ClusterTruck, Kroger to test drive food-delivery partnership

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(Image courtesy of ClusterTruck)

Indianapolis food-delivery company ClusterTruck is teaming with Cincinnati-based Kroger on a partnership that will give the grocery giant an entry into the fast-growing meal delivery market, the companies announced Monday.

In a related move, ClusterTruck is set to open a fifth kitchen this week, at 12195 N. Meridian St. in Carmel. The company said it will hire about 20 employees to staff the Carmel operation, plus another five or six workers in Denver.

The program, which is called Kroger Delivery Kitchens Powered by ClusterTruck, is set to begin Dec. 2 in Carmel as well as three existing ClusterTruck markets: downtown Indianapolis, downtown Columbus, Ohio; and Denver. ClusterTruck previously had operations in Minneapolis, Cleveland and Bloomington, Indiana, that have closed. ClusterTruck’s other market—Kansas City, Missouri—is not part of the Kroger partnership.

“We see the partnership as an extension of our ‘Fresh for Everyone’ message, so we are eager to learn the potential appeal of a venture with ClusterTruck,” Kroger spokesman Eric Halvorson told IBJ via email. “We recognize the talent in the ClusterTruck kitchen and its ability to serve high-quality meals, quickly.”

ClusterTruck founder Chris Baggott declined to provide financial details of the arrangement, as did Kroger. The company in late October disclosed to the Securities and Exchange Commission that it was trying to raise $5 million in its latest fundraising round.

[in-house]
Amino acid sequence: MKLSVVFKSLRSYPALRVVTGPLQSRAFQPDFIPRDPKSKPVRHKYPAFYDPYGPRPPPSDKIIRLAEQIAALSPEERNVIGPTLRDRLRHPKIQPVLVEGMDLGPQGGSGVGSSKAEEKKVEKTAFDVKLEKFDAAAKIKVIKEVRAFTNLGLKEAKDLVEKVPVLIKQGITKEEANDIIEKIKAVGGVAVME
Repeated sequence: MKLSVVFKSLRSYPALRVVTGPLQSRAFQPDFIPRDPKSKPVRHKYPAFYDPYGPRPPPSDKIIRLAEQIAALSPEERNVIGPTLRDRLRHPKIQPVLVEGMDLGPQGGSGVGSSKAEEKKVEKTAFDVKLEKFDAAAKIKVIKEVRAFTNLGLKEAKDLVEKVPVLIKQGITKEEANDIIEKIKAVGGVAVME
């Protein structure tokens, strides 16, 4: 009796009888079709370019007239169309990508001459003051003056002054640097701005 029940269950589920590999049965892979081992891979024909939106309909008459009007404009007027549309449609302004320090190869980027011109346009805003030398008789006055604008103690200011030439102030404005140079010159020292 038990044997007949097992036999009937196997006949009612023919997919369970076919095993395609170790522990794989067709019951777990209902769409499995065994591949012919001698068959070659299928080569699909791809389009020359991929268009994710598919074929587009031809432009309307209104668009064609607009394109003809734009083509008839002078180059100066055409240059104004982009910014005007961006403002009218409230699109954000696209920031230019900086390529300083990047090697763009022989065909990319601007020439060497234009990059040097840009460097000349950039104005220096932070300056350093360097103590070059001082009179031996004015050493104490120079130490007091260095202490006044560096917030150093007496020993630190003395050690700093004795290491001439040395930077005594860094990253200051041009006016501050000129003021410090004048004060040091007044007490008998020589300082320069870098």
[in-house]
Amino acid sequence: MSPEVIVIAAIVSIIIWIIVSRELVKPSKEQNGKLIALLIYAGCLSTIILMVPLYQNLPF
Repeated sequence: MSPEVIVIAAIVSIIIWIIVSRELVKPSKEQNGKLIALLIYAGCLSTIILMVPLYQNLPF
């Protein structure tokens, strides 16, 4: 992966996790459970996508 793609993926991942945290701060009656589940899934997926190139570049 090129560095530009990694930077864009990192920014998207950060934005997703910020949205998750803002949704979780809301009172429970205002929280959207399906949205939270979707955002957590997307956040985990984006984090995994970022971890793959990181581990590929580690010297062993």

ClusterTruck, launched in 2016, uses its own kitchens and drivers to deliver meals, and tries to get customers their orders within six minutes after the food is prepared. The company uses proprietary software and technology to manage the process.

In the arrangement with Kroger, ClusterTruck is providing the technology and the employees to cook and deliver the food. Kroger will provide marketing and branding. As part of the plan, Kroger will launch two websites through which its customers can order ClusterTruck food.

The site, krogerdeliverykitchen.com, will target customers in ClusterTruck’s Indianapolis, Carmel and Columbus delivery areas. In Denver, where Kroger operates its KingSoopers grocery chain, the website is kingsoopersdeliverykitchen.com

ClusterTruck said it will continue to accept orders through its clustertruck.com site. Initially, food options will be the same regardless of which of the three websites customers order from.

Baggott said the partnership came about after ClusterTruck pitched Kroger on the idea about nine months ago. If successful, Baggott said, the program could expand nationwide.

The partnership comes at a time of rapid change in the prepared-food delivery market.

According to market research company IMARC Services Private Ltd., U.S. consumers spent $17.5 billion on prepared food delivery last year, and that figure is projected to grow to $32.7 billion by 2024.

But it’s also an industry where turning a profit can be a challenge.

Chicago-based Grubhub Inc. and San Francisco-based Uber Technologies Inc. both use a model in which drivers deliver food to customers from participating restaurants. Both have reported rapid growth in delivery revenue—but not profit.

Last month, Grubhub reported third-quarter revenue of $322.1 million, up 30 percent over the same period a year earlier. But the company’s profit was only $1 million, down from $22.7 million during the year-ago period.

Uber’s Uber Eats division reported third-quarter revenue of $645 million, up from $394 million during the same period in 2018. Its adjusted earnings before interest, taxes, depreciation and amortization, or EBITDA, for the segment was a loss of $316 million, as compared with a loss of $189 million during the year-ago period.

Baggott said ClusterTruck has a different business model from other food delivery companies. The company cooks its own food, and its model calls for giving its drivers at least four jobs an hour in a tightly defined delivery zone.

Editor’s note: An earlier version of this story quoted a Kroger spokesman as saying that the partnership would run 12 weeks. Kroger later followed up and said that actually no end date has been established.

The earlier version also incorrectly stated that the Kansas City, Missouri, market would be part of the partnership.

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